By Kate Grosser.
The centrality of gender issues to the global challenges of poverty, development and environmental sustainability, among others on the CSR agenda, and the normalisation of gender inequality, including sexual harassment (Trump election campaign) and violence against women, requires that we strengthen and extend feminist scholarship in our field. This is part of a wider agenda to enrich our work with reference to perspectives from the margins so as to inform increasingly inclusive, pluralistic research and practice. There is much evidence that such approaches can enhance legitimacy and effectiveness in constructive business-society relations. So how do we address this in our scholarship?
Is it just a matter of more research?
Well yes … and no.
Gender and CSR research has grown exponentially over the last decade and a half. Research focuses on corporate boards, workplace practice, supply chains, entrepreneurship programs, and community impacts, for example. Yet we still find few references to gender perspectives in mainstream CSR research. This situation is seen to result from the institutionalization of gender inequality within organizations, academia and society more broadly, including the marginalization of women’s voices and perspectives.
Gender research needs feminist theory
Important though these explanations are, in a recently published paper in Journal of Business Ethics with Jeremy Moon we explain limitations in gender and CSR research as deriving from a lack of systematic and explicit utilization of feminist theory. With reference to Feminist Organization Studies (FOS), we demonstrate the validity of Lewin’s (1951) claim that “There is nothing so practical as a good theory” by showing how use of feminist theory can progress our field, to the benefit of CSR research broadly.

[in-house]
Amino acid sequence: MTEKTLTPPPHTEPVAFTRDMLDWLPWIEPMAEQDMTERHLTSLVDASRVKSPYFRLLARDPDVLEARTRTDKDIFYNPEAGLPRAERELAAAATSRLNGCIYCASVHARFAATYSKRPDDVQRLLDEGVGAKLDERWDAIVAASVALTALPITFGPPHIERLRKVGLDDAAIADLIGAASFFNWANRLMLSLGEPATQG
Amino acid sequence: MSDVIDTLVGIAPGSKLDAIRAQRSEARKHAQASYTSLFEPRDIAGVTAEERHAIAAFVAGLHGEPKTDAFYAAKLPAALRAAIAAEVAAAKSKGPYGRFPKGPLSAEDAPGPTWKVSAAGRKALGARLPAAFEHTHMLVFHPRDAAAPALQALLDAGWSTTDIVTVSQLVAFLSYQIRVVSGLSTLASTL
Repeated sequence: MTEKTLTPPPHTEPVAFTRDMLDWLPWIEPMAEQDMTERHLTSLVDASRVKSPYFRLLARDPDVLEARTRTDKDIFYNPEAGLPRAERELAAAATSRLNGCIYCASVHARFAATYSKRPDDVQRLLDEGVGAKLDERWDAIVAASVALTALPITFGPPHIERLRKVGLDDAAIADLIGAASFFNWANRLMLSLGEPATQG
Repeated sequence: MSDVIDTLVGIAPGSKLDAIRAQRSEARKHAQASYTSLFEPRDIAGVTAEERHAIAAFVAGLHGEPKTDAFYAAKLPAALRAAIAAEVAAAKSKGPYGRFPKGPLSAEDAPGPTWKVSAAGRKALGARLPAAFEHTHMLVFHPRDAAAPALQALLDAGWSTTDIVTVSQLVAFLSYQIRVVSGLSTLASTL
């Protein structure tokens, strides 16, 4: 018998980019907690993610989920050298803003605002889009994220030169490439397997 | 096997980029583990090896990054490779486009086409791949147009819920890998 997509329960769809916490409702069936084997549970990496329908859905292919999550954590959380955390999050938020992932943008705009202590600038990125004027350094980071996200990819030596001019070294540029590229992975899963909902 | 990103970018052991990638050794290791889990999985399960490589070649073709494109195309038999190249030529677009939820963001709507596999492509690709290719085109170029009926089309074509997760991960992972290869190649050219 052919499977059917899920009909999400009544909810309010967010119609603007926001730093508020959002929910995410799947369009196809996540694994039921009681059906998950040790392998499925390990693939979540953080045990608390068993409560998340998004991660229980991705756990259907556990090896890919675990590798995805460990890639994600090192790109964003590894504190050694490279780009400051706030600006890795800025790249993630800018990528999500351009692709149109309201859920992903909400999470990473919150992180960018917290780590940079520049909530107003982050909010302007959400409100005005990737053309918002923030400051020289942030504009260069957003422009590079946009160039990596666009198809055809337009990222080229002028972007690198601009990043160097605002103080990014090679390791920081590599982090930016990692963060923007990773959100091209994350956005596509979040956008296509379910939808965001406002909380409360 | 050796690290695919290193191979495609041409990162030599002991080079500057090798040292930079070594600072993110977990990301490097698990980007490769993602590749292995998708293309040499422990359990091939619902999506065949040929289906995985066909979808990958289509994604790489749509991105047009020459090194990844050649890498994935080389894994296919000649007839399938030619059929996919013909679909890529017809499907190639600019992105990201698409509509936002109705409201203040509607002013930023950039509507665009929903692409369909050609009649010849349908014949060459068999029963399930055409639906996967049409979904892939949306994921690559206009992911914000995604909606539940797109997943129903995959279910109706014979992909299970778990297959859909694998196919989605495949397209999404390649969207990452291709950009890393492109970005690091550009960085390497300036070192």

Feminist organization theory underpins our work
With reference to a quarter of a century of scholarship on gender in organization studies, we show how both ‘women-centred’ and ‘gendering’ theories are implicit in CSR scholarship, informing very different sets of approaches. Theories centred on ‘women’ consist of liberal, radical and psychoanalytical feminist theories, which share the assumption that ‘women’s oppression is located in the condition of women’. Commonly found implicitly in CSR scholarship these perspectives tend not to differentiate between women but rather imply an essentialist and universal ‘woman’ and attempt to understand her subordination to ‘man’.
In contrast approaches that centre on ‘gendering’ include socialist feminism, poststructuralist/postmodern feminism, and transnational/(post)colonial feminism, which denaturalize assumptions within women-centred theory through engagement with relations of power. They show how ‘attempts to understand, and theorize about, gender and organizations’ have been ‘trapped by the assumption that organizational structures are gender neutral, when in fact they are highly gendered’:
Advantage and disadvantage, exploitation and control, action and emotion, meaning and identity, are patterned through and in terms of a distinction between male and female, masculine and feminine’, such that gender is an integral part of all organizational processes (Acker 1990, p. 146).
Thus, ‘gender relations, and its intersections with other systems of social inequality and difference, such as race, class and sexuality, are regarded as fundamental to contemporary organizations, to capitalism’ and to scholarship in our field.
Articulating these different perspectives enables us to ‘identify significantly different: accounts of gender issues; framing of the ‘problem’ with respect to gender and organizations’; methodologies; ‘and suggested solutions to these problems’. The different approaches lead to ‘agendas that range from fixing individuals and ‘‘reforming organizations; to transforming organizations and society; to transforming our prior understanding of what constitutes knowledge’’ in our field (Calas and Smircich 2006, p. 286)’.